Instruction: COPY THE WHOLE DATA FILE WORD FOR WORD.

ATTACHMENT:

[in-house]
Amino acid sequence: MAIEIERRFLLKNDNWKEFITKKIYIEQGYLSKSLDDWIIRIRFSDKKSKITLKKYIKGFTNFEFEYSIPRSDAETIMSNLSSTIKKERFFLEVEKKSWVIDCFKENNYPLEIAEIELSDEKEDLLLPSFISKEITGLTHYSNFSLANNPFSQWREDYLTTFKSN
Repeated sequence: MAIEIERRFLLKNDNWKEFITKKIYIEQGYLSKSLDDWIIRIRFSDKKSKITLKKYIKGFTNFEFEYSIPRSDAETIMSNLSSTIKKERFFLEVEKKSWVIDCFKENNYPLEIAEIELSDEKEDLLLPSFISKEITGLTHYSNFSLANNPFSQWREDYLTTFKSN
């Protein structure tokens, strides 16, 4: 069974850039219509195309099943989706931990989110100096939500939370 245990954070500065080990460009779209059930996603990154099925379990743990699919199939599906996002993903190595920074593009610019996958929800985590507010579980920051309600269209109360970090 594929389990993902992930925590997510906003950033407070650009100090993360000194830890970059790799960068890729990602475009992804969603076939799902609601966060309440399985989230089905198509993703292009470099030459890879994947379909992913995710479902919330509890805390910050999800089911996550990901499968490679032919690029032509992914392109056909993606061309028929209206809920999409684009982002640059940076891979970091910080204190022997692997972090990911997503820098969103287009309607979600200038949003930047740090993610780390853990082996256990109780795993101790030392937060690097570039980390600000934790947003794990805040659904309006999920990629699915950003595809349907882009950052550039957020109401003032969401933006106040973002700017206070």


[in-house]
Amino acid sequence: MAIEIERRFLLKNDNWKEFITKKIYIEQGYLSKSLDDWIIRIRFSDKKSKITLKKYIKGFTNFEFEYSIPRSDAETIMSNLSSTIKKERFFLEVEKKSWVIDCFKENNYPLEIAEIELSDEKEDLLLPSFISKEITGLTHYSNFSLANNPFSQWREDYLTTFKSN
Repeated sequence: MAIEIERRFLLKNDNWKEFITKKIYIEQGYLSKSLDDWIIRIRFSDKKSKITLKKYIKGFTNFEFEYSIPRSDAETIMSNLSSTIKKERFFLEVEKKSWVIDCFKENNYPLEIAEIELSDEKEDLLLPSFISKEITGLTHYSNFSLANNPFSQWREDYLTTFKSN
């Protein structure tokens, strides 16, 4: 069974850039219509195309099943989706931990989110100096939500939370 245990954070500065080990460009779209059930996603990154099925379990743990699919199939599906996002993903190595920074593009610019996958929800985590507010579980920051309600269209109360970090 594929389990993902992930925590997510906003950033407070650009100090993360000194830890970059790799960068890729990602475009992804969603076939799902609601966060309440399985989230089905198509993703292009470099030459890879994947379909992913995710479902919330509890805390910050999800089911996550990901499968490679032919690029032509992914392109056909993606061309028929209206809920999409684009982002640059940076891979970091910080204190022997692997972090990911997503820098969103287009309607979600200038949003930047740090993610780390853990082996256990109780795993101790030392937060690097570039980390600000934790947003794990805040659904309006999920990629699915950003595809349907882009950052550039957020109401003032969401933006106040973002700017206070």